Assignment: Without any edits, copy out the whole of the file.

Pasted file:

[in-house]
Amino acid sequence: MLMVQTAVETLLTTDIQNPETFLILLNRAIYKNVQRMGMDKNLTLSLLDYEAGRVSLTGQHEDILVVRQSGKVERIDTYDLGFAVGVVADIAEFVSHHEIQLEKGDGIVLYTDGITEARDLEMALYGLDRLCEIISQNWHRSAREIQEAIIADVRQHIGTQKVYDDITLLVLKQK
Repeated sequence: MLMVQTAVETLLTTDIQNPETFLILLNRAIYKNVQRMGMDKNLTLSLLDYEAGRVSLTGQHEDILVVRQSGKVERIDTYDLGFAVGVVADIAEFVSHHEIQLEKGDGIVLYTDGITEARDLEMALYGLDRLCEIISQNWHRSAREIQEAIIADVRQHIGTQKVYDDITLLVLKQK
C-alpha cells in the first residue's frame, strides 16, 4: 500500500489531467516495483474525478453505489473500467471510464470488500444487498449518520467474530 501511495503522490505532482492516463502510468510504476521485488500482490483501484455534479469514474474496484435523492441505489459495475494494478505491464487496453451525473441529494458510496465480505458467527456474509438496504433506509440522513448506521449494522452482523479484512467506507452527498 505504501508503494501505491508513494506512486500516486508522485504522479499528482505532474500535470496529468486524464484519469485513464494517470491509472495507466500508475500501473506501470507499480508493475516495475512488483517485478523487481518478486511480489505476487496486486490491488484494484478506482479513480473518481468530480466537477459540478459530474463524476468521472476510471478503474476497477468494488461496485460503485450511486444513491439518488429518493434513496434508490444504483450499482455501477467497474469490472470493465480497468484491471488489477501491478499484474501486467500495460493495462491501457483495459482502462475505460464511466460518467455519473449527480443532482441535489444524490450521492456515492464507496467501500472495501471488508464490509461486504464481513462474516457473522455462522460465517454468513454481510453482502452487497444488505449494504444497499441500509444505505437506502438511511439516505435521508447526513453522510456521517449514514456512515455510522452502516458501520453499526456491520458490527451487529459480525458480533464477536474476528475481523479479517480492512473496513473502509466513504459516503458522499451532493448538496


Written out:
[in-house]
Amino acid sequence: MLMVQTAVETLLTTDIQNPETFLILLNRAIYKNVQRMGMDKNLTLSLLDYEAGRVSLTGQHEDILVVRQSGKVERIDTYDLGFAVGVVADIAEFVSHHEIQLEKGDGIVLYTDGITEARDLEMALYGLDRLCEIISQNWHRSAREIQEAIIADVRQHIGTQKVYDDITLLVLKQK
Repeated sequence: MLMVQTAVETLLTTDIQNPETFLILLNRAIYKNVQRMGMDKNLTLSLLDYEAGRVSLTGQHEDILVVRQSGKVERIDTYDLGFAVGVVADIAEFVSHHEIQLEKGDGIVLYTDGITEARDLEMALYGLDRLCEIISQNWHRSAREIQEAIIADVRQHIGTQKVYDDITLLVLKQK
C-alpha cells in the first residue's frame, strides 16, 4: 500500500489531467516495483474525478453505489473500467471510464470488500444487498449518520467474530 501511495503522490505532482492516463502510468510504476521485488500482490483501484455534479469514474474496484435523492441505489459495475494494478505491464487496453451525473441529494458510496465480505458467527456474509438496504433506509440522513448506521449494522452482523479484512467506507452527498 505504501508503494501505491508513494506512486500516486508522485504522479499528482505532474500535470496529468486524464484519469485513464494517470491509472495507466500508475500501473506501470507499480508493475516495475512488483517485478523487481518478486511480489505476487496486486490491488484494484478506482479513480473518481468530480466537477459540478459530474463524476468521472476510471478503474476497477468494488461496485460503485450511486444513491439518488429518493434513496434508490444504483450499482455501477467497474469490472470493465480497468484491471488489477501491478499484474501486467500495460493495462491501457483495459482502462475505460464511466460518467455519473449527480443532482441535489444524490450521492456515492464507496467501500472495501471488508464490509461486504464481513462474516457473522455462522460465517454468513454481510453482502452487497444488505449494504444497499441500509444505505437506502438511511439516505435521508447526513453522510456521517449514514456512515455510522452502516458501520453499526456491520458490527451487529459480525458480533464477536474476528475481523479479517480492512473496513473502509466513504459516503458522499451532493448538496